Live Export

Indonesia confirms rise in livex weights to 450kg shipment average

James Nason, 27/02/2017

MONTHS of behind-the-scenes work by Australian livestock export industry representatives has helped to bring about a significant change in Indonesian cattle import policies.

The Indonesian Government has formally agreed to increase cattle import weight limits from a 350kg average to a 450kg “maximum average” per shipment.

It will also now accept cattle aged up to 48 months of age (previously 30 months), and will make import permits valid for 12 months (previously four months).

The changes will be introduced when new import permits are issued by Indonesia, expected to occur in a few weeks.

Beef Central first raised the likelihood of rise in weight limits to Indonesia in this article six weeks ago.

Indonesia is under enormous pressure to increase beef supply and reduce the price of beef for consumers, an aim not aided by Australia’s near record export cattle prices.

Hence its recent decision to open its market to imports of low-priced frozen Indian buffalo meat, despite the potential risk of Foot and Mouth Disease contamination the move poses to its own important domestic cattle industry.

Australian Livestock Exporters’ Council director and CPC CEO Troy Setter and LiveCorp CEO Sam Brown have spent considerable amounts of time in recent months travelling to Indonesia and working with the Government there on ways to reduce costs in the supply chain.

Expanding weight limits to allow exporters to compete for a wider pool of cattle, and allowing more beef per beast to be finished in Indonesian feedlots was one cornerstone of their suggestions for Indonesia to reduce beef costs.

Another key point was the need to remove unnecessary bureaucracy and costs from the supply chain.

For example, extending permit periods would allow exporters to plan shipments to meet Indonesia’s supply requirements well in advance, reducing the risk of expensive demurrage costs, and removing the artificial market pressure created by short-term permits.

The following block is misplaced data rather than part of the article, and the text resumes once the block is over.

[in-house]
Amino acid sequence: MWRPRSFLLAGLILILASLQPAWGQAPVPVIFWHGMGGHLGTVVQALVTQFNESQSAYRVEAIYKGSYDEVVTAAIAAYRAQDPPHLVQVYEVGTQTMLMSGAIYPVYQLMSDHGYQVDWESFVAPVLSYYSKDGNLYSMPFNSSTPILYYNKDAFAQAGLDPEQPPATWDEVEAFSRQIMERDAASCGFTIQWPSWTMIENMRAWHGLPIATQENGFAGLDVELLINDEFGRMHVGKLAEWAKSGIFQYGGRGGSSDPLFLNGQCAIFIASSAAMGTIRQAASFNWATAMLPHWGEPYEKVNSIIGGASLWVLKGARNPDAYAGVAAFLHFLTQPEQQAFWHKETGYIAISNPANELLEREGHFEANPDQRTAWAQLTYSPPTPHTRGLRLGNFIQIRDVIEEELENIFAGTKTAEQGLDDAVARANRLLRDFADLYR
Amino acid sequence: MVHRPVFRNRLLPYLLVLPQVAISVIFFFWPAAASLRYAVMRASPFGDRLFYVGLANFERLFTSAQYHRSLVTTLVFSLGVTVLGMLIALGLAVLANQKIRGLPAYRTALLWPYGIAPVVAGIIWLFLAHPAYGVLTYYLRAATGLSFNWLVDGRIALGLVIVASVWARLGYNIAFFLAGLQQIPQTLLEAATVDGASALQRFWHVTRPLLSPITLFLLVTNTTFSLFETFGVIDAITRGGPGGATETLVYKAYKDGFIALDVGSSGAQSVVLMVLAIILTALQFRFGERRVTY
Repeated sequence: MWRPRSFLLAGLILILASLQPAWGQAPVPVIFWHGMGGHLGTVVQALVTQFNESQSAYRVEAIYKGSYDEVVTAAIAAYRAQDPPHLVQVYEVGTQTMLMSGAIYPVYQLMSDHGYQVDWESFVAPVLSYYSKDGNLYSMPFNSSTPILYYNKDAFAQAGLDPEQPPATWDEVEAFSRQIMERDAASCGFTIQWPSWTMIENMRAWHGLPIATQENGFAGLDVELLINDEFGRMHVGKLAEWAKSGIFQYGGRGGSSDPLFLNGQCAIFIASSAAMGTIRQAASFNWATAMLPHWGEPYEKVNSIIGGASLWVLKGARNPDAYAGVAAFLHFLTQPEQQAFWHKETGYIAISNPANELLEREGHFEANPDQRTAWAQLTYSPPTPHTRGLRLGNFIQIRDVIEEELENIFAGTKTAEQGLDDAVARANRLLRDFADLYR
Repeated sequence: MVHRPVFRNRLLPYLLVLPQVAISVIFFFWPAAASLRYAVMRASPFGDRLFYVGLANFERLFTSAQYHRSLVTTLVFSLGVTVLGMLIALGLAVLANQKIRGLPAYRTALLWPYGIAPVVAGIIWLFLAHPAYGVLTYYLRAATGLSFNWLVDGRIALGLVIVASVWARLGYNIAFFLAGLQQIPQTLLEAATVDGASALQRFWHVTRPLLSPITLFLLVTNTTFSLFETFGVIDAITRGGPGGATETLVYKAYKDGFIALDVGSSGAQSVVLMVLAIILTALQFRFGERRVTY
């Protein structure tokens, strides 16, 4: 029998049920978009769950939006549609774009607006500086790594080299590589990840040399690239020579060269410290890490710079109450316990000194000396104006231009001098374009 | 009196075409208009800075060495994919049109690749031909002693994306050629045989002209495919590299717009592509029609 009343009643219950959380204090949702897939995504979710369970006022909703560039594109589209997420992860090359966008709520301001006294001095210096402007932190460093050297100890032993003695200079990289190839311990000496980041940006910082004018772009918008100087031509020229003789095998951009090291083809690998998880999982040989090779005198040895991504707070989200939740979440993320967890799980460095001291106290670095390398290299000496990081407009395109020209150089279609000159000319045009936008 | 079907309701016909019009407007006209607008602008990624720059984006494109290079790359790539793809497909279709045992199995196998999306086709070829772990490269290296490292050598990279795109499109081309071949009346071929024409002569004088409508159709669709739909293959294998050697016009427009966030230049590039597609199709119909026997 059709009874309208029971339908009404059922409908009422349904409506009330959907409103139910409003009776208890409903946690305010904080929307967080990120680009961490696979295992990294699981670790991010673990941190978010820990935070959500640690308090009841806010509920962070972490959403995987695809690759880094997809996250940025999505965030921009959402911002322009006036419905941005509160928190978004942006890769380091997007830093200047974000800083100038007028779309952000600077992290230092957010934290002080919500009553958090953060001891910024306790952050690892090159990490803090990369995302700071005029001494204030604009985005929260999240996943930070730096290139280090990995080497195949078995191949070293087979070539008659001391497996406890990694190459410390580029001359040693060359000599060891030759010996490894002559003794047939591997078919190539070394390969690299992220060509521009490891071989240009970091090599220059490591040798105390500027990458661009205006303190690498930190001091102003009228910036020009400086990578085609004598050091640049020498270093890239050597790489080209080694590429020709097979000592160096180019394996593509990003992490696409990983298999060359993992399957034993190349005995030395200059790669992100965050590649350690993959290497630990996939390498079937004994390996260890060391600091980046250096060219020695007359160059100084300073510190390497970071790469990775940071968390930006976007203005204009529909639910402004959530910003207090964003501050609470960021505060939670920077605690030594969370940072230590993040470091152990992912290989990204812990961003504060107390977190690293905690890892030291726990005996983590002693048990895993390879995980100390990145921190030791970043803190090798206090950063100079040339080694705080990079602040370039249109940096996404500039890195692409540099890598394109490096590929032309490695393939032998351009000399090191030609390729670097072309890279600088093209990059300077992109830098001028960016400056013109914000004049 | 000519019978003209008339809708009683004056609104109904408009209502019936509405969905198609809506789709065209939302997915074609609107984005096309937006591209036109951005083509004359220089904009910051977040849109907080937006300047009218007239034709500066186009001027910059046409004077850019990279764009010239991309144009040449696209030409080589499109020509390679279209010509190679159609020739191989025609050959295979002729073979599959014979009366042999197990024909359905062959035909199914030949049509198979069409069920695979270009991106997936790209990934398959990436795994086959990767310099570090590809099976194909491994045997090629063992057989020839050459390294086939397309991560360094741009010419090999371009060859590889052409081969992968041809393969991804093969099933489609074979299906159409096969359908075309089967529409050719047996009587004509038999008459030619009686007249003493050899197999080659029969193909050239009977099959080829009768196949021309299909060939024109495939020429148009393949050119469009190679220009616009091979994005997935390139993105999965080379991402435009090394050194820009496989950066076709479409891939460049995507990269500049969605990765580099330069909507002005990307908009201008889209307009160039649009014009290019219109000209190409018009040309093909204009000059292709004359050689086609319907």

“Exporters had narrow weight specifications for Indonesia which they had to realise every four months, so you had every exporter, every four months, entering the market with the same specifications and operating under the same time pressures,” one industry source explained.

Furthermore, the requirement to realise a high percentage of the quarterly import permit quota in order to receive further allocation in subsequent quarters “simply runs the price up over the market rate”.

As part of the negotiations, ALEC and LiveCorp developed a simple info-graphic, published below (click on image to enlarge), designed to communicate to Indonesian Government representatives how supply chain costs are caused by unnecessary bureaucracy contribute to higher beef prices for Indonesian consumers – particularly during peak demand periods.

Their efforts also focused on re-emphasising the mutual benefits of the Australia-Indonesia cattle trade to both countries: Northern Australia can breed large numbers of quality, healthy and productive tropical cattle, but is unable to effectively fatten them, while Indonesia, a short 4-5 day ship journey away, lacks the land to breed cattle in the volumes required to satisfy its population’s demand for beef, but can very efficiently feed imported cattle to market weights.

‘A whole new market for producers’: Cattle Council

While red meat industry opinions about the impact of the rise in permissible weights are mixed, the Cattle Council of Australia said the changes will be a boon to the northern cattle industry and would essentially open up “a whole new market for producers.”

“Cattle producers will have more flexibility to send higher weight gain cattle,” CCA president Howard Smith said.

“These changes bring more certainty and clarity for producers exporting to Indonesia and delivers benefits for the entire supply chain,” Mr Smith said.

Collision course

The expanded weight-ranges also now place live exporters on a collision course with lotfeeders and processors for limited supplies of heavier cattle in northern Australia.

For several years Indonesia has imposed a 350kg maximum average shipment weight limit on cattle imports from Australia (with the exception of a handful of emergency slaughter-weight shipments designed to alleviate beef supply shortages).

The weight-limit policy was driven by a desire to benefit Indonesia’s economy by allowing more value-adding of imported cattle in Indonesian feedlots, supporting local jobs and utilisation of its abundant low-cost crop by-products.